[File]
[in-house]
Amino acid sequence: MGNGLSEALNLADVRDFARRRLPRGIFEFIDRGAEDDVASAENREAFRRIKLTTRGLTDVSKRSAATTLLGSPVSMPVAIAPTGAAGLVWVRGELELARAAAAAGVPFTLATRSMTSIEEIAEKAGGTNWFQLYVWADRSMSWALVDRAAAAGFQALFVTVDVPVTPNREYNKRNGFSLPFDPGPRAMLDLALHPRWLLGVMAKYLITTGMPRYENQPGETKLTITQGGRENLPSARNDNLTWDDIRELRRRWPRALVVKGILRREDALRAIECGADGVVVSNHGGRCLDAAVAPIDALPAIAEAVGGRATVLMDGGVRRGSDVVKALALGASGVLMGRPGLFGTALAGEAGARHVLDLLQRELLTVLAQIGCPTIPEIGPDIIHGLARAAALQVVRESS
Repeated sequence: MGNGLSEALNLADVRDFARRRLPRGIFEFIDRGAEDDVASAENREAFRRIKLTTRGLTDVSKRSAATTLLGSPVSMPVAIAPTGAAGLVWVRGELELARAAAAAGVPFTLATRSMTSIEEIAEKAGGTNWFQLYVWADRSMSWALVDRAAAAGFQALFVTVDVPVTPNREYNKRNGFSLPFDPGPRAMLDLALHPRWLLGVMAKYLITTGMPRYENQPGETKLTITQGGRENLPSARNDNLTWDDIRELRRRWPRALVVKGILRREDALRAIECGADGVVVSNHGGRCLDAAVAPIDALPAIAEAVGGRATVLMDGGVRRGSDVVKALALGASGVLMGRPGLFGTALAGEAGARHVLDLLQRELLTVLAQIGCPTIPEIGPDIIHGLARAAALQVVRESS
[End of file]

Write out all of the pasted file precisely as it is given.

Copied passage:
[in-house]
Amino acid sequence: MGNGLSEALNLADVRDFARRRLPRGIFEFIDRGAEDDVASAENREAFRRIKLTTRGLTDVSKRSAATTLLGSPVSMPVAIAPTGAAGLVWVRGELELARAAAAAGVPFTLATRSMTSIEEIAEKAGGTNWFQLYVWADRSMSWALVDRAAAAGFQALFVTVDVPVTPNREYNKRNGFSLPFDPGPRAMLDLALHPRWLLGVMAKYLITTGMPRYENQPGETKLTITQGGRENLPSARNDNLTWDDIRELRRRWPRALVVKGILRREDALRAIECGADGVVVSNHGGRCLDAAVAPIDALPAIAEAVGGRATVLMDGGVRRGSDVVKALALGASGVLMGRPGLFGTALAGEAGARHVLDLLQRELLTVLAQIGCPTIPEIGPDIIHGLARAAALQVVRESS
Repeated sequence: MGNGLSEALNLADVRDFARRRLPRGIFEFIDRGAEDDVASAENREAFRRIKLTTRGLTDVSKRSAATTLLGSPVSMPVAIAPTGAAGLVWVRGELELARAAAAAGVPFTLATRSMTSIEEIAEKAGGTNWFQLYVWADRSMSWALVDRAAAAGFQALFVTVDVPVTPNREYNKRNGFSLPFDPGPRAMLDLALHPRWLLGVMAKYLITTGMPRYENQPGETKLTITQGGRENLPSARNDNLTWDDIRELRRRWPRALVVKGILRREDALRAIECGADGVVVSNHGGRCLDAAVAPIDALPAIAEAVGGRATVLMDGGVRRGSDVVKALALGASGVLMGRPGLFGTALAGEAGARHVLDLLQRELLTVLAQIGCPTIPEIGPDIIHGLARAAALQVVRESS